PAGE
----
Art at Work: Tacoma's Arts Month kicks off tonight at the Tacoma Art Museum. It's a collective of events and exhibits packaged into one exciting month by the Tacoma Arts Commission. Some of these happenings take place year-round, others are Art at Work specific, but all of them invite the public out to see why Tacoma is such an amazingly artsy community.

"Our fall menu has some fun new items, like the Happy Hour Bottle Caps - spicy breaded deep-fried jalapeños with umami mayo - really spicy - really delicious if you like things hot like I do," says Gordon Naccarato. "Also my Chef Jessica came up with an Asian-style red curry Dungeness crab-dip served with won tons that is a fun take on that Northwest staple." That's right, we grabbed the scoop on Pacific Grill's fall menu.

The Stacy Jones Band will play Jazzbones Sunday, along with six other artists and bands as part of the "Back to Beale Street Blues" benefit for the South Sound Blues Association, to send its "band of the year" winners - House of Bourbon and Blues Redemption - to the International Blues Challenge in Memphis, Tenn. in January. Nikki McCoy falls in love with Jones's voice.  

McCoy also met a woman who was beautiful, intelligent, confident and creative. She has a PhD, she is a successful photographer and she is a world-traveler. She is also a visual voice for the people of Olympia. Her name is Jan Lewis, and she just completed Olympia Portrait Project, an 80-page photo essay book capturing the tapestry of people who work, visit or live in Olympia.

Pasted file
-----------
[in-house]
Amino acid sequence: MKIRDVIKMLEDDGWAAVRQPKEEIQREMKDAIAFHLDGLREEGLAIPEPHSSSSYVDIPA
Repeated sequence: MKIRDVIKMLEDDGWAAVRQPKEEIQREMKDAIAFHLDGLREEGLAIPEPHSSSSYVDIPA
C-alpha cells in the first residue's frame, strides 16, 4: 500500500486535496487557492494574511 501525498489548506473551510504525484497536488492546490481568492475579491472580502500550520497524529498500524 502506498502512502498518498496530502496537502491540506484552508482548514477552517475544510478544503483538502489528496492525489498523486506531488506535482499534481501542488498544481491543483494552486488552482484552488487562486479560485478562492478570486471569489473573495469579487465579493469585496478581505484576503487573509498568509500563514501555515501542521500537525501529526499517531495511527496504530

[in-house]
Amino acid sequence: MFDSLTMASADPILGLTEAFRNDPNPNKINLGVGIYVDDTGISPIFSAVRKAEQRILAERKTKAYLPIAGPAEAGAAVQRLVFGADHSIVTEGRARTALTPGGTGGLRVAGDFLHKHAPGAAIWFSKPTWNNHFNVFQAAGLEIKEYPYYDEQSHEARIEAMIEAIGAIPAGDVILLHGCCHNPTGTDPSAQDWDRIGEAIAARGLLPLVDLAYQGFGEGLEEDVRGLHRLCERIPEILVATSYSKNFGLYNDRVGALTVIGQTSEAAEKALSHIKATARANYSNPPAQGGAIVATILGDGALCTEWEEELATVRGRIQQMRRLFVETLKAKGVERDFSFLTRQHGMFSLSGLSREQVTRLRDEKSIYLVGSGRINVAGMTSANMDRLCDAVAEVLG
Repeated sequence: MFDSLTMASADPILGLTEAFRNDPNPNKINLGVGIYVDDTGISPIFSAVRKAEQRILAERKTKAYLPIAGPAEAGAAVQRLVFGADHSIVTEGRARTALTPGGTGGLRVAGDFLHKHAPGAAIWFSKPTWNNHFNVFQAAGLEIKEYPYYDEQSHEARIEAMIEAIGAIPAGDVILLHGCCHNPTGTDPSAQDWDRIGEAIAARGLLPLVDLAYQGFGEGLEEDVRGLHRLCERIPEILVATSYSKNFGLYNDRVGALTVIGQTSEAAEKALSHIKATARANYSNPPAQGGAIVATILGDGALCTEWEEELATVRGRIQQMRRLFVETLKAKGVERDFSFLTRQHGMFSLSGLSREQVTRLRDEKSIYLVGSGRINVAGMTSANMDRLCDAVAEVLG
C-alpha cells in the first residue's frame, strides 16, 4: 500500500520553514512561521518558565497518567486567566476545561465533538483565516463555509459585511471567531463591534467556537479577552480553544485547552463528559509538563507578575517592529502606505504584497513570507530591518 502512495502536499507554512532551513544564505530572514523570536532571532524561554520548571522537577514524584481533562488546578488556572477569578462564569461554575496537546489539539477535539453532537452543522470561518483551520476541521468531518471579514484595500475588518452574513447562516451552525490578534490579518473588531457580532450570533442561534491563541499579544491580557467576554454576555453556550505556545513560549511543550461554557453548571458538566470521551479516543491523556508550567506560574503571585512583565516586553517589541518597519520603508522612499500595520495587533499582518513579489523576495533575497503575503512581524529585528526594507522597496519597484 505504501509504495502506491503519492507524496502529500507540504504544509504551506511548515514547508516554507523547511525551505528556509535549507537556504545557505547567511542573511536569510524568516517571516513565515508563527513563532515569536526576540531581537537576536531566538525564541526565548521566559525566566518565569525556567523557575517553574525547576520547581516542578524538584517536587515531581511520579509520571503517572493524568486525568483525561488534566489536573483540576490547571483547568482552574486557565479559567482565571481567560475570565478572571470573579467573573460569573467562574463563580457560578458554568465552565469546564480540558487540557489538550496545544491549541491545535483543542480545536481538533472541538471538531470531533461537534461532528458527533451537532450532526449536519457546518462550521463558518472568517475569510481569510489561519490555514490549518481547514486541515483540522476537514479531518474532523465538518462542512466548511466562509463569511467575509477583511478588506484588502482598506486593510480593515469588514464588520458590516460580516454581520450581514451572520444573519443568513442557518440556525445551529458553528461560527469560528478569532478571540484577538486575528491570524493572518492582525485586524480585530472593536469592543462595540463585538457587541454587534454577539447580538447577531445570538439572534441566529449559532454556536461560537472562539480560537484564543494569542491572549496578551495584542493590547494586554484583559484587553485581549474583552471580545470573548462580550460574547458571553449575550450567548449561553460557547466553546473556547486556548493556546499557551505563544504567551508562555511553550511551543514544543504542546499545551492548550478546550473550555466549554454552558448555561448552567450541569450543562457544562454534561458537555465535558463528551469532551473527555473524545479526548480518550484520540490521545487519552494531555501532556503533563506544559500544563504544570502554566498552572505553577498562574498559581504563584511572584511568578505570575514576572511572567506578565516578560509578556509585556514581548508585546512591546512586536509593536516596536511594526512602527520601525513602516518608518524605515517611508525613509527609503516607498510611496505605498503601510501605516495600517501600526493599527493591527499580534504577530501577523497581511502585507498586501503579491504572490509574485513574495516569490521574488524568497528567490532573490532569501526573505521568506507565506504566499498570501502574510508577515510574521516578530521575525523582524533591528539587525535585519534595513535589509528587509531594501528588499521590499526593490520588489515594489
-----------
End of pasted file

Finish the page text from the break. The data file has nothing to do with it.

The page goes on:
PLUS: Alec Clayton reviews landscapes at Childhood's End Gallery

PLUS: Josh Rizeberg has the scoop on the local Blue Nose Music label

November 1, 2012 at 11:29am

CHECKING IN: Alec Clayton toured "Warhol's Flowers for Tacoma"

ANDY WARHOL: Acetate mechanical for 82-inch Flowers, 1964. Ink on acetate, handwritten ink on Bristol board, overall (support): 10 x 14 inches, overall (acetate): 10 ¾ x 8¾ inches. The Andy Warhol Museum, Pittsburgh; Founding Collection, Contribution The


Weekly Volcano visual arts critic Alec Clayton toured the exhibition Andy Warhol's Flowers for Tacoma, which opens Saturday, Nov. 3 at the Tacoma Art Museum. Warhol's purposal to turn the Tacoma Dome into a giant flower was nixed 30 years ago. This TAM exhibit examines the original proposal in the form of letters, drawings and paintings, plus more than 100 works of art by the Pop Art master. The art includes early illustrations from the 1950s, photographs, paintings, lithographs both black and white and hand-colored, photographs of Andy at work in The Factory and more.

Clayton's review of the Warhol show will appear in the Nov. 8 issue of the Weekly Volcano. We begged Clayton to come clean with early thoughts on the show.

If you thought you knew Andy Warhol you may be in for a big surprise. I know I was. There are many pieces in this show that I had never before seen, not even in reproduction.

We've all seen many of the silkscreen flowers with fluorescent paint, ink, and pencil in all their hypnotic repetition and funky-acid colors - the superimposed line drawings like chalk and the layered look like 3-D images seen without the glasses. There are many of these displayed in this show, and they are breathtaking. But there are also things such as a tiny and very expressionistic painting of flowers in a pot that is totally unlike anything I've ever seen by Warhol. And there is a series of lithographs displayed in a line along one wall with another line-up of the same lithographs as hand-colored by the artist.

Exciting, to say the least. Pick up a copy next Thursday for the full review. In the meantime, check out Clayton's review of Don Tiller's landscapes at Childhood's end Gallery.